Many truly understood what He was getting at.  They saw the shortcomings of the Rich Young Ruler.  They agreed with Jesus that if that man could not be justified by works then who can possibly be saved?

Now Jesus lovingly explains the truth of salvation… What is impossible with men is possible with God.

It is not possible for a human to access salvation on his own.  Salvation is of the Lord.  Salvation comes only when God works to enable a godless proud self-exalting idolater to let go of his idol and grasp Christ.  This vital task is impossible with man.  However, with God all things are possible.

John 3:3 Jesus answered him, “Truly, truly, I say to you, unless one is born again he cannot see the kingdom of God.”

We must understand salvation from the Bible.

All those who seek salvation on their own stand condemned.

Man wants to earn it himself.  He wants the credit and the glory.  This Rich Young Ruler and all his morality stood condemned by God.

With man salvation is impossible.  Man cannot to anything to acquire salvation.

Eph. 2:8 For by grace you have been saved through faith. And this is not your own doing; it is the gift of God,

9 not a result of works, so that no one may boast.

10 For we are his workmanship, created in Christ Jesus for good works, which God prepared beforehand, that we should walk in them.

4. Look What We’ve Done (Luke 18:28-29)

28 And Peter said, “See, we have left our homes and followed you.”

29 And he said to them, “Truly, I say to you, there is no one who has left house or wife or brothers or parents or children, for the sake of the kingdom of God,

30 who will not receive many times more in this time, and in the age to come eternal life.”

Peter says basically, Jesus, the very things you told this man to do, we’ve already done.   Jesus, we’ve sold all our possessions and gave to the poor and we are following You…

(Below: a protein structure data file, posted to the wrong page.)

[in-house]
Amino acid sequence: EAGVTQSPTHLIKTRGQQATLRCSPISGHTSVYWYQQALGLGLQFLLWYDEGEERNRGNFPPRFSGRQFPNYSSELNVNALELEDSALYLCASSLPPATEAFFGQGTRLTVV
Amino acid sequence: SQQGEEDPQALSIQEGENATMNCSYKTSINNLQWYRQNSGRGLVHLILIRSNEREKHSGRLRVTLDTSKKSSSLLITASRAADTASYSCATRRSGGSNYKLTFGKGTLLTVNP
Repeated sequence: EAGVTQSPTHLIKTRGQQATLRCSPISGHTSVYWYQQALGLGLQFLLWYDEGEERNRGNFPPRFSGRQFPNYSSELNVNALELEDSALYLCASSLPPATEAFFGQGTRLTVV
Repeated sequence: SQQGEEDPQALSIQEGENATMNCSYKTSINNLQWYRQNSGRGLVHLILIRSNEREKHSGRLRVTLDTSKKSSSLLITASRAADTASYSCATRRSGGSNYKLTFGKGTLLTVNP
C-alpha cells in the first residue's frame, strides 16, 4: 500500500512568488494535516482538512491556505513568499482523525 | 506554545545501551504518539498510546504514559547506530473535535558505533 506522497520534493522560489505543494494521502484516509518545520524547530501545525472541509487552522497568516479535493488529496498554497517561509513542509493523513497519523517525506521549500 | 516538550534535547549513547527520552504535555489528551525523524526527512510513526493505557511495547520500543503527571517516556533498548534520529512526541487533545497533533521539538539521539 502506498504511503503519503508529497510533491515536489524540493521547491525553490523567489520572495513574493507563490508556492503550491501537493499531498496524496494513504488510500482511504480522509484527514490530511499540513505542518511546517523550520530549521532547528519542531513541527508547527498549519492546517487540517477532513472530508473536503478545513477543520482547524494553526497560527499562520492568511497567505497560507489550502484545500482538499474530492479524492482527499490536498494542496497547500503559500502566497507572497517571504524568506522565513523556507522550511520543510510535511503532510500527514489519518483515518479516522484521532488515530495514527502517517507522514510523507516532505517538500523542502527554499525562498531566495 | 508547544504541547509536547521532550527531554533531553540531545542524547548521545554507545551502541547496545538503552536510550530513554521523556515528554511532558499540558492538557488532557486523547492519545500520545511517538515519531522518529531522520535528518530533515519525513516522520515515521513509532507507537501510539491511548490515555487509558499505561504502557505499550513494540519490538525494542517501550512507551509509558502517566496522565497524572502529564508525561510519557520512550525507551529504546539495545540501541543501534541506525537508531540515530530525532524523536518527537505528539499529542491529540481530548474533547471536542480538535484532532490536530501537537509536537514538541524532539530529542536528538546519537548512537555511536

Understand another facet of the Kingdom of God.  Our eternal inheritance will be infinitely more valuable than anything we’ve sacrificed while on earth.

Jesus is reminding His followers that they will be reimbursed many times over for anything they’ve sacrificed while on earth and given eternal life.

The same is true for us.  Jesus will se to it that everything you sacrifice for Him will be given back many times over.  The difference here between the Bible and the health/wealth preachers of today is that they lie by saying it will be given in this life.  The problem is that they don’t get the reality here.  Jesus wants us to release our idols and cling to Him alone for salvation.

Sell all that you have and distribute to the poor, and you will have treasure in heaven; and come, follow me.”

My question for us today is, how much do we resemble the Rich Young Ruler?  That is a question we must ask ourselves.  Do we rely on our efforts to gain a good standing with God?  Do we find the least little bit of security in our wealth?  If Jesus asked us to sell all we have, give it to the poor and follow Him, what would our answer be?  Would we leave sad because of our wealth?  I pray our answer is like the answer of a man we’ll look at in a few weeks…

Luke 19:1 He entered Jericho and was passing through.

2 And there was a man named Zacchaeus. He was a chief tax collector and was rich.


[1] IVP Commentary on Luke by Darrell L. Bock

 

[2] Sermon on Luke by John MacArthur